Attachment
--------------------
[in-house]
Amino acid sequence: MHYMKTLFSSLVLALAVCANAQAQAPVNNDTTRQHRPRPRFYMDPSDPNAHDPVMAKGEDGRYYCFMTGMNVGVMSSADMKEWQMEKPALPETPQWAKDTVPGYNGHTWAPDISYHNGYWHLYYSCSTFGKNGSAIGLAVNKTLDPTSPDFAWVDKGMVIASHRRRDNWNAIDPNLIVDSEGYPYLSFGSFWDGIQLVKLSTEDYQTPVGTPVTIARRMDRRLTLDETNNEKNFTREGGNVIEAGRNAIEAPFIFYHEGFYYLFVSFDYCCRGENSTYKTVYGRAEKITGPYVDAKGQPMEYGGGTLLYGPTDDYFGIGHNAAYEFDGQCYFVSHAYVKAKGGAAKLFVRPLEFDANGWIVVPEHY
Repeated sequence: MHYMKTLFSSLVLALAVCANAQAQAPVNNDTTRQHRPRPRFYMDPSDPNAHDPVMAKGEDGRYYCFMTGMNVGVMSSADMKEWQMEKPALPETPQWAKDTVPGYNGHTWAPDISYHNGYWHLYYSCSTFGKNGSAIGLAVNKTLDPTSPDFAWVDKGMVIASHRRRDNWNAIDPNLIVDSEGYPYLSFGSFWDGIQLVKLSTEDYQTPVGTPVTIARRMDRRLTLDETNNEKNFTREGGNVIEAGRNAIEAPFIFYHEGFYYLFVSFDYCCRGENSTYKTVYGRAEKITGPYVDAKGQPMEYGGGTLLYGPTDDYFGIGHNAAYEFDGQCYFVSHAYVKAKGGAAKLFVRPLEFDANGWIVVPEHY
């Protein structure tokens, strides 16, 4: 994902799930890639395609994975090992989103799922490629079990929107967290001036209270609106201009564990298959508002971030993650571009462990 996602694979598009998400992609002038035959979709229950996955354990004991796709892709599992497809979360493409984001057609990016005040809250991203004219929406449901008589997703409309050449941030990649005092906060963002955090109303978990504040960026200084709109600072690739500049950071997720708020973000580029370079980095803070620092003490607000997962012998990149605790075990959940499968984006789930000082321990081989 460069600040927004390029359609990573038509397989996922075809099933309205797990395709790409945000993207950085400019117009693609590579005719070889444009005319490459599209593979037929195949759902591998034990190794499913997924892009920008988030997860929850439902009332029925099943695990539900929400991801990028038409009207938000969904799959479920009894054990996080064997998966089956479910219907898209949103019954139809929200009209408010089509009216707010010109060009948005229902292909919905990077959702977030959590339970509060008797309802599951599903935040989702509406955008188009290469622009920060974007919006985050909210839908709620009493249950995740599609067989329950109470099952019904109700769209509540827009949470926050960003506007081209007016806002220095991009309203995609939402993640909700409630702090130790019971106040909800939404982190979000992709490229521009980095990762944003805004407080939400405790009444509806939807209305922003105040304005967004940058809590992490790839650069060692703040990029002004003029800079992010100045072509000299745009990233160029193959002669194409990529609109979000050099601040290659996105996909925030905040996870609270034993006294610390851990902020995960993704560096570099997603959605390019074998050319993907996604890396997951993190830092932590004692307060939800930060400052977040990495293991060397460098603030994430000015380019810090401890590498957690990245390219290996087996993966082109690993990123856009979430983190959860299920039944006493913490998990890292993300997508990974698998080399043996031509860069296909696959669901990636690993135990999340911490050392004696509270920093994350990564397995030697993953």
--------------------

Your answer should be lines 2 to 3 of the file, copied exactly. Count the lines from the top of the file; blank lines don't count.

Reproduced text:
Amino acid sequence: MHYMKTLFSSLVLALAVCANAQAQAPVNNDTTRQHRPRPRFYMDPSDPNAHDPVMAKGEDGRYYCFMTGMNVGVMSSADMKEWQMEKPALPETPQWAKDTVPGYNGHTWAPDISYHNGYWHLYYSCSTFGKNGSAIGLAVNKTLDPTSPDFAWVDKGMVIASHRRRDNWNAIDPNLIVDSEGYPYLSFGSFWDGIQLVKLSTEDYQTPVGTPVTIARRMDRRLTLDETNNEKNFTREGGNVIEAGRNAIEAPFIFYHEGFYYLFVSFDYCCRGENSTYKTVYGRAEKITGPYVDAKGQPMEYGGGTLLYGPTDDYFGIGHNAAYEFDGQCYFVSHAYVKAKGGAAKLFVRPLEFDANGWIVVPEHY
Repeated sequence: MHYMKTLFSSLVLALAVCANAQAQAPVNNDTTRQHRPRPRFYMDPSDPNAHDPVMAKGEDGRYYCFMTGMNVGVMSSADMKEWQMEKPALPETPQWAKDTVPGYNGHTWAPDISYHNGYWHLYYSCSTFGKNGSAIGLAVNKTLDPTSPDFAWVDKGMVIASHRRRDNWNAIDPNLIVDSEGYPYLSFGSFWDGIQLVKLSTEDYQTPVGTPVTIARRMDRRLTLDETNNEKNFTREGGNVIEAGRNAIEAPFIFYHEGFYYLFVSFDYCCRGENSTYKTVYGRAEKITGPYVDAKGQPMEYGGGTLLYGPTDDYFGIGHNAAYEFDGQCYFVSHAYVKAKGGAAKLFVRPLEFDANGWIVVPEHY